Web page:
The Telangana Chief Minister K Chandrashekhar Rao has initiated a bold, innovative and pioneering agenda for the people living at the bottom of the economic and social pyramid for centuries. The Dalit Bandhu Scheme (DBS) has caught national attention with other States keen to study and explore adoption.
The DBS is a direct financial front-loaded scheme to meet basic needs, decent living, enhance incomes and assets and benefit from mainstream economic growth. It is delinked from banking and institutional convergence bottlenecks.
It has potential for a cascading impact on the mainstream with higher GDP, accelerated economic growth and revenue generation, and demand for goods and services for basic needs, and ensures growth in incomes through productivity, value addition, business and new enterprises.
The DBS is unique. Unlike other top-down welfare schemes, the beneficiary decides based on her/his priorities and capabilities about the utilisation. The government is a resource provider. Being a bottom-driven scheme, to succeed, the government must resist controls or direct them to shopping lists or schemes on how the money must be used along with its timeframe. The state has the finances and can augment institutional capacity for saturation roll-out to reach all Dalits in a short time.
We must be creative to provide multiple options on the effective use of the money as felt right by the beneficiary household. The DBS can deliver one or a combination (supplement and complement) tailored to specific household needs and requirements.
One must invest less in overcrowded small-sized with low market growth potential (kirana or chicken shops) unless it offers customer convenience and viable business. The scheme must focus and extend to harvest gains by competing in growing mainstream economy businesses with high returns on investments and lower risks. They must understand business ecosystems, negotiate, network, and customer interface with strategies to insulate or address obstacles in growth, competition, business development, financial leverage and customer acquisition.
To generate markets and tackle startup bottlenecks, the government and public sectors must procure a percentage of their supplies compulsorily from the DBS-promoted businesses. For some period, offer a higher percentage in the price value or until their business is viably established.
For instance, the beneficiary can own solar power generating sets that are connected to the grid to sell clean energy. Telangana will invest Rs 200 crore to foster oil palm cultivation. This opens huge opportunities in sectors like tissue culture seedlings, root zone moisture-based irrigation, mechanised sprayers, plant growth and yield hormones, fungicides and pesticides, harvesters, bulk building, value addition, and marketing, etc. This will trigger a process wherein beneficiaries learn the key elements of a successful business to extend to new growth areas.
The key is households, and Dalit communities decide, drive and develop the scheme. This is augmented with “on-demand need-based” assistance, call centres, guidance, internship, mentoring and handholding by experts in the government and civil society. We can identify, develop, monitor and support a wide rostrum of capable and committed institutions/individuals to assist beneficiaries with options, choices and to mobilise to plan, manage and control their destinies.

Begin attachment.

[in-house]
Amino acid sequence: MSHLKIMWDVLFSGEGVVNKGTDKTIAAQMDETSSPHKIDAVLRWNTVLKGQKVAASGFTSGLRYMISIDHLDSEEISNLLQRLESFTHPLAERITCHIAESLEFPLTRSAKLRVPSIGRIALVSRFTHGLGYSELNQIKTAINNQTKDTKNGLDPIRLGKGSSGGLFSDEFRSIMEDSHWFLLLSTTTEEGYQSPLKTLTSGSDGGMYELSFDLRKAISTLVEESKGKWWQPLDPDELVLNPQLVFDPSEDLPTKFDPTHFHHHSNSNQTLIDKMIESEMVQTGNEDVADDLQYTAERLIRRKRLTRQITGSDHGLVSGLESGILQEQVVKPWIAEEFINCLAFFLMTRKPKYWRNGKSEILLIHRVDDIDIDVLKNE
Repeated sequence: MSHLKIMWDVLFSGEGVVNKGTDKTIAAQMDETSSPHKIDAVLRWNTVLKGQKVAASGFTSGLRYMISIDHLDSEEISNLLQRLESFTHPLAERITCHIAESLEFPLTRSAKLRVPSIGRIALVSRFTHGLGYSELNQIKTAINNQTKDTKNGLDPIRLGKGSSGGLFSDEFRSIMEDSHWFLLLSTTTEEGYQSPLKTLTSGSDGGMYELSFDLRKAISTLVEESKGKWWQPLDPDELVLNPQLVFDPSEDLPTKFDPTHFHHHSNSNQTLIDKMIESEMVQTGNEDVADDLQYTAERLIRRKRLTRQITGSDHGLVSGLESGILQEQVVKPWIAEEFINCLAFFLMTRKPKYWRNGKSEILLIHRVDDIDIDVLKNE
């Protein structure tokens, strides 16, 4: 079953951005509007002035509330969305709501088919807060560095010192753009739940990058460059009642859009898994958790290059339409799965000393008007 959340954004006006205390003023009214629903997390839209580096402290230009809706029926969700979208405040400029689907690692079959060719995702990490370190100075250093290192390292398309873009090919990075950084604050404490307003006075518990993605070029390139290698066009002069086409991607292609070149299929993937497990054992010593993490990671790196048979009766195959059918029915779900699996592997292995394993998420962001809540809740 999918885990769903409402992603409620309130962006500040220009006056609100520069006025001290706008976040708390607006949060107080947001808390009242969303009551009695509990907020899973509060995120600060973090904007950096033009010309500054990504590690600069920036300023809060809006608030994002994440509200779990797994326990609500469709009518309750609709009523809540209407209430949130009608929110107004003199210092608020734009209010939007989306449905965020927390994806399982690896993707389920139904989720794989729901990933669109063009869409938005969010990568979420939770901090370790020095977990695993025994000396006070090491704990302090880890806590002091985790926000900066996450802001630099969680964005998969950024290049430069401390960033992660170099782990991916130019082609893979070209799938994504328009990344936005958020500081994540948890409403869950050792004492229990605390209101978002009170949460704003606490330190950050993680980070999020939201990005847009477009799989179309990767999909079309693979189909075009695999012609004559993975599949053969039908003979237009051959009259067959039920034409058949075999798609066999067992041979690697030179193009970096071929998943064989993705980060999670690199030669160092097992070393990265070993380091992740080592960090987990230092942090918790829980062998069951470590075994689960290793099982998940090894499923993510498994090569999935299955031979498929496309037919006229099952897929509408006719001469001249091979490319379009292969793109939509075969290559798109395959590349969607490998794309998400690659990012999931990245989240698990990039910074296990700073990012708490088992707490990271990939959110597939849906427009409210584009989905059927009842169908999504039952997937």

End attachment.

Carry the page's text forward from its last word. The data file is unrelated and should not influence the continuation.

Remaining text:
To ensure the availability of resources and institutional autonomy, we must have a social stock exchange with multiple public assets. They are land, highways, mines, minerals, spectrum, water, and public sector undertakings, etc. These assets are held and monetised by the stock exchange and plan cash flow requirements.
It manages a stock portfolio, offers collateral rather than cash, and dividends. A study by the Centre for Budget and Governance Accountability places our natural resources asset at Rs 40 lakh per capita. Thus national and natural resource assets are in the hands of citizens, not exploited and abused.
Synergising with Industry
The Centre for Dalit Studies can serve as DBS focal point. Others can support. We must tap Central government schemes of the Direct Benefit Transfer for small and medium businesses, as well as the Trade Guarantee Scheme. The government can guide to synergise with industry as in due course beneficiaries will seek growth with an appetite to realise the gains to move up the value chain.
Sceptics argue such a bonanza will lead to wasteful expenditure or celebration with liquor. In DBS, the money goes into the account of the women who have shown the capability to plan and utilise the money well.
Two decades ago, Telangana had a severe drought and reported starvation deaths. At that time, the FCI was sitting with overflowing stocks. To address hunger, I urged the government to loan rice albeit at prices higher than the PDS or FCI sales to exporters and agro-food businesses. It was called Rice Credit Line (RCL) wherein 50 kg of rice was assured to each household in the first week of every month. We routed the commodity through PDS dealers with accounting and the repayment was entrusted to women self-help groups. A hundred thousand tonnes of rice reached the poor with the entire amount repaid to the government by women groups. Trust is crucial.
The RCL pilot is detailed in a monograph published by International Social Institute, The Hague in the Netherlands, and acclaimed by the World Bank as efficient to promote and energise self-help poor women groups. The key learning: Trust the poor and let them gain the confidence of assured, autonomous and timely provision, and let them lead, drive and deliver the success of DBS by shaping their dreams and addressing pain points. #KhabarLive #hydnews